“It’s essentially at background levels of radiation, low enough that it can be disposed of safely in a facility that does not meet the licensing requirements that the Clive facility currently meets,” NRC spokesman David McIntyre said. This is something the commission already allows on a case-by-case basis.

In anticipation of a surge in plant decommissioning, the NRC is looking to streamline the process for approving the disposal of “very low-level waste” to conventional landfills, such as the “clean transfer cell” EnergySolutions is now proposing in Utah.

The move is coming in the form a nonlegally binding interpretation of existing rules that the NRC will discuss at its July 1 meeting and is currently open for public comment.

“It’s really a way to make a process that is already happening a little more efficient for the licensees and us,” McIntyre said, “so we won’t have to do a review every time.”

What about Utah law?

As required under Utah law for all new landfills, the Legislature has already signed off on EnergySolutions’ proposal. But the legislative resolution, passed two years ago, specifically allows only “nonradioactive” waste.

Most demolition material from nuclear plants contains some radioactivity, thereby disqualifying it from going to the proposed landfill, Hirsch argued.

But EnergySolutions is characterizing the material bound for this landfill as “potentially clean waste,” or PCW, which does not need to be fully regulated.

“Since NRC projects that the volume of PCW being generated from decommissioning to dramatically increase over the next 50 years,” its permit application states, “there is significant societal benefit to securing a unique, safe and cost-effective disposal disposition for high volume, very low radioactivity waste.”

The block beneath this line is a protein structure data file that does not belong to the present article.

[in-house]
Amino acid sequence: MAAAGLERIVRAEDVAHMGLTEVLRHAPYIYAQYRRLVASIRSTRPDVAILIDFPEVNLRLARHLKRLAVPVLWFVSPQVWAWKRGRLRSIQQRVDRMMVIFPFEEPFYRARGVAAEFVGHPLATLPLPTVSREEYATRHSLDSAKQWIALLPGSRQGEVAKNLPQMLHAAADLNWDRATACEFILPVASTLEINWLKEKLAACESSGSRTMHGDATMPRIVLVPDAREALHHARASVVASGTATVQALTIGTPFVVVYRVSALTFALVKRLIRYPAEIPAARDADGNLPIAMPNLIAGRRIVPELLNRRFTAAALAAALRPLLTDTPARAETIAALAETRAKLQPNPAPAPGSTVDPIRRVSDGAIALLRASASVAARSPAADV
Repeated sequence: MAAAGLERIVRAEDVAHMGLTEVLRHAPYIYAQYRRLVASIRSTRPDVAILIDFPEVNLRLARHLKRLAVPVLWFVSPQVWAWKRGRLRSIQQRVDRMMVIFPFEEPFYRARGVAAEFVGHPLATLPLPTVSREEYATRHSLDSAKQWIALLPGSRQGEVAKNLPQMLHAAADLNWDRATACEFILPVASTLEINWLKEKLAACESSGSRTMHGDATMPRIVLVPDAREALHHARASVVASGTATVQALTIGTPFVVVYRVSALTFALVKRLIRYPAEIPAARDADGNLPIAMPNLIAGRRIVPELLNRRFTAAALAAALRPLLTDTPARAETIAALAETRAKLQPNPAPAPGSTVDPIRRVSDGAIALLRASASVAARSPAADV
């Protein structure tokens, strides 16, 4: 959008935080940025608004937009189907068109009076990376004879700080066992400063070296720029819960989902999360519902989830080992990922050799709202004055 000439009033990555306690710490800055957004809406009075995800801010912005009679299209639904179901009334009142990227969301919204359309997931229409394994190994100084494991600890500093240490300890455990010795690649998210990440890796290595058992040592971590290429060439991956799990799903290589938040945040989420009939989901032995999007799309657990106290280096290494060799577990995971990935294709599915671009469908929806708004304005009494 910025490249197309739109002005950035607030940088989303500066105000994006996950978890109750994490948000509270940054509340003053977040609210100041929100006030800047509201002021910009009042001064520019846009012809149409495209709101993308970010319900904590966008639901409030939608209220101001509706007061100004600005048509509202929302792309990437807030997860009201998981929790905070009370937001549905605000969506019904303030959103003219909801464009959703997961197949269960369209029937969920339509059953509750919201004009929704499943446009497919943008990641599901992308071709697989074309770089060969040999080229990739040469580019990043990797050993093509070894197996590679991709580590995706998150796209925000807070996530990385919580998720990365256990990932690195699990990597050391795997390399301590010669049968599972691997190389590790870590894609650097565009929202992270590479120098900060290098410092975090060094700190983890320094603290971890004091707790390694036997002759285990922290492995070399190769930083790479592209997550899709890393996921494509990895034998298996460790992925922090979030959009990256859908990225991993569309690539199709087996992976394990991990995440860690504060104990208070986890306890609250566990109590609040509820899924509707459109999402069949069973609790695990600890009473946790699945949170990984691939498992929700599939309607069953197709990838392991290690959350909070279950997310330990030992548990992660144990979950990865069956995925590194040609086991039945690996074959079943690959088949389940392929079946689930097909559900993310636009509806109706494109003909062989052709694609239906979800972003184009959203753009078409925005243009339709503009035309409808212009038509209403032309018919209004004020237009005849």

Four years ago, EnergySolutions won the contract for San Onofre, sharing the $4.4 billion project with construction giant AECOM.

This plant near San Diego is among the nation’s largest decommissioning projects, expected to take at least 10 years and yield 13.4 million cubic feet of low-level waste. EnergySolutions sees 40% to 60% of this material, or up to 8 million cubic feet, as potentially clean.

These are “buildings and structures within a nuclear power plant’s licensed fence line which does not come into contact with radioactive material, [including] concrete barriers, paved roadways,” Walker said. “However, because they are present within the licensed footprint, they must be considered and treated as being radioactively contaminated until the absence of excess levels of radioactivity can be confirmed.”

Last year, the waste processor landed the contracts to decommission Nebraska’s Fort Calhoun Nuclear Generating Station, which shut down in 2016 after 43 years of operation, and Pennsylvania’s Three Mile Island reactor that experienced a partial meltdown in 1979, resulting in its permanent closure. Nearly two-thirds of the 5 million cubic feet of low-level waste from Fort Calhoun is “potentially clean,” according to EnergySolutions.

The firm expects its proposed landfill to receive about 400,000 cubic yards of waste a year.

The NRC’s proposed rule would set an exposure limit of 25 millirems of radiation per year for all the waste dumped at a single site. Utahns are naturally exposed to around 400 millirems annually, but Hirsch contends the proposed limit is still troublesome, equivalent to a dozen chest X-rays.

A key question hinges on how “potentially” clean waste is to be distinguished and segregated from “low-level” waste. EnergySolutions is expert, Walker said, in screening radiation levels of waste, developed over three decades of ensuring compliance with its license conditions.

According to Mendenhall, debris will be separated into different waste streams at the demolition sites. Upon arrival at Clive, the waste bound for the Class VI landfill will be surveyed to ensure that its radioactivity really is “very low level.”

“We are in process,” he said, “of figuring out what that [procedure] will look like.”